Peter Madden, CEO at Forum, ponders what advances in medical science, cosmetic surgery, and healthier lifestyles may mean for sustainability in the future.
In a couple of decades’ time, some of us will be living much longer, but looking much younger.
On current trends, by 2035 nearly 100,000 people in the UK will live to be 100, with a good few even passing 110. Advances in medical science combined with healthier lifestyles should push back the onset of conditions like heart disease and diabetes, so that more people enjoy more years of active life.
On top of these steady improvements, many scientists are predicting much bigger leaps in longevity. The rapid advances expected in genomics and regenerative medicine could mean that people start to live very much longer. Indeed, there are serious scientists who believe there is someone alive today who will live to be 1,000. Ray Kurzweil, an American guru of ‘extreme longevity’, is popping a stomach-churning 200 pills a day with the aim of still being alive when the breakthroughs that allow such an extension of the human lifespan take place.
Not only will people invest in living longer, they’ll also spend (even more) time and money trying to look younger. Research labs will compete to find the interventions that really do take years off your looks. And if current trends continue, cosmetic plastic surgery will be routine. Indeed, in Britain, some people already pop out for plastic surgery in their lunch hour – and, as a nation, we spend more on it than we do on tea!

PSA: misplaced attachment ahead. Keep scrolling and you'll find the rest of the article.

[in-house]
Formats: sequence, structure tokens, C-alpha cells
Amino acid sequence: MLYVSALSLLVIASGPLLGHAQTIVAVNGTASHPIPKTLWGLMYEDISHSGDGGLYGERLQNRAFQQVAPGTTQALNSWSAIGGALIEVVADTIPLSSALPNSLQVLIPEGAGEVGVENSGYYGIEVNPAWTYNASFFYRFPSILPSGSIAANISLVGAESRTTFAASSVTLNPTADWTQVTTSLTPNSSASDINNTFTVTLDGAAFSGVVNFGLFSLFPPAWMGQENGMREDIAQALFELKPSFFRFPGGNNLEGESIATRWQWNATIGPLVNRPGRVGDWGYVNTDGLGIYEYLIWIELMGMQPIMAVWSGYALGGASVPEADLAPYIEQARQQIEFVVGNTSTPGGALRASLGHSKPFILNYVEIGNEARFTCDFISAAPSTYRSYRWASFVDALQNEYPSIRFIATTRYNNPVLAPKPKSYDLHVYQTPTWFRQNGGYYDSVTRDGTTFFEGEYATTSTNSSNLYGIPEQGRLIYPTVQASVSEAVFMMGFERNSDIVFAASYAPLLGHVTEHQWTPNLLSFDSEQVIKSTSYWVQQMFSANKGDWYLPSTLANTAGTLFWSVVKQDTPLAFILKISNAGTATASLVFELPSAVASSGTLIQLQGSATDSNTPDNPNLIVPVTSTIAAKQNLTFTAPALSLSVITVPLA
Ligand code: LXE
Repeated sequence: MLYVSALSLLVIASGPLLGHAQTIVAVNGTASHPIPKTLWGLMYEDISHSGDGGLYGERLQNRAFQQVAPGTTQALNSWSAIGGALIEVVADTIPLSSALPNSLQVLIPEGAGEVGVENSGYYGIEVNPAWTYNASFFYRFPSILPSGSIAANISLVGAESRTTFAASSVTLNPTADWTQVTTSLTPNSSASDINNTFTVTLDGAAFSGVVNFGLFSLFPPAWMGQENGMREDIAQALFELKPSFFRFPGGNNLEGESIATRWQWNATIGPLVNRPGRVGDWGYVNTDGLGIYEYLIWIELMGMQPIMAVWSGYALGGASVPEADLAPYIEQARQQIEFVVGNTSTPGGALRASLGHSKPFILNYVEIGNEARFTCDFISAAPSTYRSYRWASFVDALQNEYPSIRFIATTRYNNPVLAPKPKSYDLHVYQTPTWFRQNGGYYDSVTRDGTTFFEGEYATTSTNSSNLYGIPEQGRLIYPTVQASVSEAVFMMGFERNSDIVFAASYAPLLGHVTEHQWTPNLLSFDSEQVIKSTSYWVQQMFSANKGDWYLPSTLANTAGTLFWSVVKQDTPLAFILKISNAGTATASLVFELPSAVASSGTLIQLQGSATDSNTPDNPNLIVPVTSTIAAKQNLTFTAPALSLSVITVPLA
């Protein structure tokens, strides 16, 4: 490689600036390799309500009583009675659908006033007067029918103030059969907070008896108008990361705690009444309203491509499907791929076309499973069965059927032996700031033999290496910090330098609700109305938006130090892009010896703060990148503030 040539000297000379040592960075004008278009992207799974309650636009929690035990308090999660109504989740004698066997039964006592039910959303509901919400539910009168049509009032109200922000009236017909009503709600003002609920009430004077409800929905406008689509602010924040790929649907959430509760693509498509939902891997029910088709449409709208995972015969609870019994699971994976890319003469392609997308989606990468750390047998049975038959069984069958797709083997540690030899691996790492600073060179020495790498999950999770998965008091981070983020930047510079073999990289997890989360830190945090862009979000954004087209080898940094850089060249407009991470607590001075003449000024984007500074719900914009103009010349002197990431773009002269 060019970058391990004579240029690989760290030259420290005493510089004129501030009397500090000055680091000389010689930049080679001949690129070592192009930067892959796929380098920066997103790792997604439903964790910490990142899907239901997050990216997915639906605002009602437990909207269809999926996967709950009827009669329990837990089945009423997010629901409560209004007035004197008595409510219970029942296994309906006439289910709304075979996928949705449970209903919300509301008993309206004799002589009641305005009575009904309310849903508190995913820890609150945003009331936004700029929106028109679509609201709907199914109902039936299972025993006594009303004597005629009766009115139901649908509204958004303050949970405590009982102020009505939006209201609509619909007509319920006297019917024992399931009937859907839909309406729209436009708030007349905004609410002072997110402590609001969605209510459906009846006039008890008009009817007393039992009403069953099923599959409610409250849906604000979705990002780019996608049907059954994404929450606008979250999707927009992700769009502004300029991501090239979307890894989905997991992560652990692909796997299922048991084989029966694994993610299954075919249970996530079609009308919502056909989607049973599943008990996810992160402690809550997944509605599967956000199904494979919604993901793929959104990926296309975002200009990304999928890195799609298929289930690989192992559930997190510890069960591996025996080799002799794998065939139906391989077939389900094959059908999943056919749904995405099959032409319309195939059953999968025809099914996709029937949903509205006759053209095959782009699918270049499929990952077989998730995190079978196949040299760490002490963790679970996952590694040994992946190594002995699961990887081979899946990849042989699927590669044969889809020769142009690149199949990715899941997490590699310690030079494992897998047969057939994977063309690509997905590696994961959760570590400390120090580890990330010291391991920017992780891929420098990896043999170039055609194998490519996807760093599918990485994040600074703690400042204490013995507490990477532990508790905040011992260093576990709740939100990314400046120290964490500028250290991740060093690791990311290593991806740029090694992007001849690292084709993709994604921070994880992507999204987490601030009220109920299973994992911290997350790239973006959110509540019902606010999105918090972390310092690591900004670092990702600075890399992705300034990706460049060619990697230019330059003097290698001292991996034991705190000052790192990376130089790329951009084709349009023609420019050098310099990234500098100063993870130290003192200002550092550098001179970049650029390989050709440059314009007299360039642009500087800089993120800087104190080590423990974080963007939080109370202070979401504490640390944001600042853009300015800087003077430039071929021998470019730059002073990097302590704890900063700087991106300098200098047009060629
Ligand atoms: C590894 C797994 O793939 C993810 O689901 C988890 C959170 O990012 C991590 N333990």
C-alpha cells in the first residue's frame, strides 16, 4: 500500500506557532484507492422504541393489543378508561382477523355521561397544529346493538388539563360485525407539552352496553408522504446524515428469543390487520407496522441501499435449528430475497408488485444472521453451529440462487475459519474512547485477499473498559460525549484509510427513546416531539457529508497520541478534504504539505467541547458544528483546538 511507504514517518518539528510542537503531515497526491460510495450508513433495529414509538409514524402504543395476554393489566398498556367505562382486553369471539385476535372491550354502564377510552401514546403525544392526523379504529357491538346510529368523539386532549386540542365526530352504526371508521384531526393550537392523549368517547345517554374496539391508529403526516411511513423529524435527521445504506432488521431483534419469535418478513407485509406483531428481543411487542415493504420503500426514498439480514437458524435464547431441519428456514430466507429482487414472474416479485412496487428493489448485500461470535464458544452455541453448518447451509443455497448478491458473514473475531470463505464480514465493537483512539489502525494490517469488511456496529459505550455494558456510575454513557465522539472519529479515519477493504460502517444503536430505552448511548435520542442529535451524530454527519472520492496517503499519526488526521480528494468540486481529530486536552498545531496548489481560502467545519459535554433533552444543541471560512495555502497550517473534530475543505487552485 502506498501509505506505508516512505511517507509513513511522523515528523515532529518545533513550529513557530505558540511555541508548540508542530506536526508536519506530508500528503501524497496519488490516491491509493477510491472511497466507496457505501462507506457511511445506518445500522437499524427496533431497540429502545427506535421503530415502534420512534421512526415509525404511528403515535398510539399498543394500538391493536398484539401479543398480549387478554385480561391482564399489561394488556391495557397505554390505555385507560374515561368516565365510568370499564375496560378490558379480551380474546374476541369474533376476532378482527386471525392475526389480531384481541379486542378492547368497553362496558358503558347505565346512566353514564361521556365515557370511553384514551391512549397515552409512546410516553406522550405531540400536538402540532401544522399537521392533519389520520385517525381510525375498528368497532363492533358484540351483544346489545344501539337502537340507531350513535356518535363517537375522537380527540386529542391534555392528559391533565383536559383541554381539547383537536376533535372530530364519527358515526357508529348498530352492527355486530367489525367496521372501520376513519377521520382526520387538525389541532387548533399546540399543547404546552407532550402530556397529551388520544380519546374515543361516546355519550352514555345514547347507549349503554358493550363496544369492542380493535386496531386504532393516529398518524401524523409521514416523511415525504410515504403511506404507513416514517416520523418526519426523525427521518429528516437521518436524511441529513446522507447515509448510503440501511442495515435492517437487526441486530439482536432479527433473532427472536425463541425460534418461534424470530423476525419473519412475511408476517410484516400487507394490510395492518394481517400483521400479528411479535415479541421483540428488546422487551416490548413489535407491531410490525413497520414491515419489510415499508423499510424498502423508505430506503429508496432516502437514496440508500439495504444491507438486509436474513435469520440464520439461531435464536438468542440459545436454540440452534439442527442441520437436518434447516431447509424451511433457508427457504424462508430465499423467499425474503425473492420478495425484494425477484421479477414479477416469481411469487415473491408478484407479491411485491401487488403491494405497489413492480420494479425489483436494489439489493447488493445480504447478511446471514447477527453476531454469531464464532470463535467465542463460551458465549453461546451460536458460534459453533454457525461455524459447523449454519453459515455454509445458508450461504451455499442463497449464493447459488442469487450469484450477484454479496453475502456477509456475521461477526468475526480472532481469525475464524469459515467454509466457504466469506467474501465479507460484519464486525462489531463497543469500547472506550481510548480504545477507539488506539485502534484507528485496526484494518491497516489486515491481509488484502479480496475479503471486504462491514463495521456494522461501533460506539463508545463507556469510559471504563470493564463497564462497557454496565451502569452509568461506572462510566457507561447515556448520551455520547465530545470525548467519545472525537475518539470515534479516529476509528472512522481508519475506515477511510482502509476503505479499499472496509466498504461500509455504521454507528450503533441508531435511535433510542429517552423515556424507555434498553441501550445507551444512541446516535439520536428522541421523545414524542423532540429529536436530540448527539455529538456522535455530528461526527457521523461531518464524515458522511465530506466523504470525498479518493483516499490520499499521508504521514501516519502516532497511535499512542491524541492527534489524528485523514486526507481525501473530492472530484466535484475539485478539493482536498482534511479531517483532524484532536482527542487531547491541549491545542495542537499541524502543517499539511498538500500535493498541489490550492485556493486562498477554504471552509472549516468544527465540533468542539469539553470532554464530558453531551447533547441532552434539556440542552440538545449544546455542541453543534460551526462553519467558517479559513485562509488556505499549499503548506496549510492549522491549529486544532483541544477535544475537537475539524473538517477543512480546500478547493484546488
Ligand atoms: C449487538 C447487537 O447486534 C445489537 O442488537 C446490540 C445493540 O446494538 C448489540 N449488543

These trends are nothing new. Human history is peppered with quests for immortality and the elixir of youth. And, of course, long life and good looks will not be evenly distributed. Wealth differentials already affect life expectancy. But we can expect to see some people buying ‘life’ more explicitly – through medical interventions. This, combined with the impact of obesity and bad diet on the poorer sectors of society, could lead to a yawning gap in life expectancy.
So what will these trends mean for sustainability? Will we invest more in a healthy diet and an improved environment, in the hope that we can enjoy both for longer? Or will our money go on surgery and on pharmaceuticals that find their way into the ecosystem? How and where will the older population live? We could certainly expect to see more single person households, which are on balance less efficient.
And if we extend life expectancy without concurrent drops in the birth rate, total numbers will increase, testing still further the planet’s environmental limits. Unless we can find ways to live lighter, as well as longer, on the Earth, increasing our years may turn out to be a poisoned chalice.
Peter Madden is Chief Executive, Forum for the Future.
Image credit: azgek/istock